How an amusement park became one of the biggest investment ruins of the last few years was impressively demonstrated at the Nürburgring with the Ring°Werk, but how an investment ruin became an amusement park resort can be seen in the development of Wunderland Kalkar. When the nuclear power plant Kalkar was finally shut down in 1991 due to political and safety concerns, a buyer was sought for the site, which was then sold for a bargain. The former administration buildings were turned into a larger hotel complex. Between the individual buildings, or on and in the buildings, the Wunderland Kalkar amusement park was built.
Without any major exception, the park’s offer consists of rides by the Italian manufacturer Zamperla, but the larger and more interesting rides by the manufacturer are completely missing, which is hardly significant in relation to the target group.
The most interesting rides are the Disk’O, located on the roof of a building, which scores with its intensive ride program and the Vertical Swing, located in the cooling tower, where the additional gondola carrier doesn’t fall off, as in the Polish amusement park Śląskie Wesołe Miasteczko, and thus instead of an interesting freefall only offers a boring panoramic ride. The American fans of Theme Park Review envy us for this ride.
However, also normal roller coaster fans will get their money’s worth, because the park’s roller coaster named Achterbahn is a quite interesting example of a Powered Coaster, if only it weren’t for the dispatch, which destroys all fun. Unfortunately, there is hardly any interaction with the neighbouring Wildwasserbahn log flume, which offers much too steep slopes and is averagely wet.
In general, the handling in the park is a bad joke and starts already at the entrance, where one can wait a little longer despite the printed tickets, as there were many ticket buyers through Groupon and Co. who wanted to finally redeem their vouchers before the end of the season. In the park itself, the crowd was divided relatively homogeneously across the park, but most of the visitors spent their day queuing for free fries at the central distribution points below the cooling tower. Here a decentralization, as is often the case, would be a solution, also an abolition of the all-you-can-eat offer for fries and ice cream would be an idea, but that would probably result in a lower entrance fee. For the portions at least, standing in line in long queues is hardly worth it, but hey it’s free after all.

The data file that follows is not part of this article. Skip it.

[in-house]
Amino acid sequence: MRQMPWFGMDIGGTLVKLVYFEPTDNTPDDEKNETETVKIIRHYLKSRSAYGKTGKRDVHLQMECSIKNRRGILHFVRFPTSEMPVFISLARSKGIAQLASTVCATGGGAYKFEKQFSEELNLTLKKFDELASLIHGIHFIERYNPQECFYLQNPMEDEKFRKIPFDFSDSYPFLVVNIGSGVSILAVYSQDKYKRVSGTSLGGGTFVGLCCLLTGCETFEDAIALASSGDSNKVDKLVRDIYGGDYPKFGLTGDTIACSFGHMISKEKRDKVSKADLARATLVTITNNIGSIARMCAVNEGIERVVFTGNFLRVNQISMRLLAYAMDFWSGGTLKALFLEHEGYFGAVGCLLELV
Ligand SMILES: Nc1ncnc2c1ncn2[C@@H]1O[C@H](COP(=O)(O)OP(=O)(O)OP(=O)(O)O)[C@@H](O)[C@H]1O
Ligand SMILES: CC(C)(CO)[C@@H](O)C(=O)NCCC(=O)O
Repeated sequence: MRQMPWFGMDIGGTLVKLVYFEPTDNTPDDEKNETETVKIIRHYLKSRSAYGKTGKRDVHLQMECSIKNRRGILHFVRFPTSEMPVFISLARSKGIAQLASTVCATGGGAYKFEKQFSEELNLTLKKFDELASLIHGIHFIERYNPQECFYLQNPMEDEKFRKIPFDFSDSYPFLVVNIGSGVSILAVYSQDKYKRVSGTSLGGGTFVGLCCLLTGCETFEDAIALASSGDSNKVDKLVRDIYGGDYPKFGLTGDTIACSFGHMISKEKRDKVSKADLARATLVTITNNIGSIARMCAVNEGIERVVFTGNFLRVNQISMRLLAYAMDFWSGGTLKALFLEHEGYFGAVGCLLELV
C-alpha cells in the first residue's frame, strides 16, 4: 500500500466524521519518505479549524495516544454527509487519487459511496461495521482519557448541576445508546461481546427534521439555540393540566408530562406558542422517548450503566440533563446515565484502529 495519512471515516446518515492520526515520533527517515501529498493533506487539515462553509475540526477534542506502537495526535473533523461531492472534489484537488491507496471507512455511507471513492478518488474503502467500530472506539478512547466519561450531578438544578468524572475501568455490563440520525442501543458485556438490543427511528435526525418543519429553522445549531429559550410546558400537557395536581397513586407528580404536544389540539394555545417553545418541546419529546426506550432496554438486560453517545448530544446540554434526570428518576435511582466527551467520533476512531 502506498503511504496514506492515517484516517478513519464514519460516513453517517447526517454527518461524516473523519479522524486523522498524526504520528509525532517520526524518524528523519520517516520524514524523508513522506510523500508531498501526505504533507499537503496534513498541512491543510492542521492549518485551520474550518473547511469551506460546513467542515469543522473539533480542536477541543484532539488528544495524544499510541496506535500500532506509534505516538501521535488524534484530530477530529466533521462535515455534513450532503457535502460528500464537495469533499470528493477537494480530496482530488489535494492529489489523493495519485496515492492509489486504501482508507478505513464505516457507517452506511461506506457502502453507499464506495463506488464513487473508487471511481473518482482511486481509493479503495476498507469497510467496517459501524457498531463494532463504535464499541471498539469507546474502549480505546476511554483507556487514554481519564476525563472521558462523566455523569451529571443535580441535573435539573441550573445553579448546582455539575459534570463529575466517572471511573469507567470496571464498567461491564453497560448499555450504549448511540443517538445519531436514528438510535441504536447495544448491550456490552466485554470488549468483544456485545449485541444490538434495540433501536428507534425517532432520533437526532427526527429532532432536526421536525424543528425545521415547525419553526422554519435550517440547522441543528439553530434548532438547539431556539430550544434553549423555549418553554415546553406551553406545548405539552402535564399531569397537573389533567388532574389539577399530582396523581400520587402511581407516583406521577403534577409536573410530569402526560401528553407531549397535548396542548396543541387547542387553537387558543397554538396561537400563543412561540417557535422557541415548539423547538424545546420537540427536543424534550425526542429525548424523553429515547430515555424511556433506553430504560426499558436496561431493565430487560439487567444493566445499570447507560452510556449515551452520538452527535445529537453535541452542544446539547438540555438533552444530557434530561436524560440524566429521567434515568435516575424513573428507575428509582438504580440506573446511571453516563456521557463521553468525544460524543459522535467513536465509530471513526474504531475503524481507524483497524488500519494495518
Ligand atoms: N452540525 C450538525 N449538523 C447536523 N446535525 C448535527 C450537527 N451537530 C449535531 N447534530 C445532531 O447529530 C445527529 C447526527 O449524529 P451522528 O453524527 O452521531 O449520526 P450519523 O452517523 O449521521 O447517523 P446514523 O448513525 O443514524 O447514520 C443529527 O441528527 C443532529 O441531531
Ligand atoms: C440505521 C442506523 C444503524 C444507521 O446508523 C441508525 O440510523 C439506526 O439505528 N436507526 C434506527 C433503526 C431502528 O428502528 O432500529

The Wunderland Kalkar is one of the most interesting amusement parks in the world due to its location and its prehistory, which also attracted international attention with the original placement of its rides. Due to the abundance of the park, however, I spent much more time than planned in the park, so that one should not choose the sunniest weekend for weeks for a visit when various vouchers come up. Otherwise, the Wunderland Kalkar could surely be described as a quite solid amusement park, but due to the expensive entrance fee, despite the food policy of the park, the price-performance ratio is rather mediocre.
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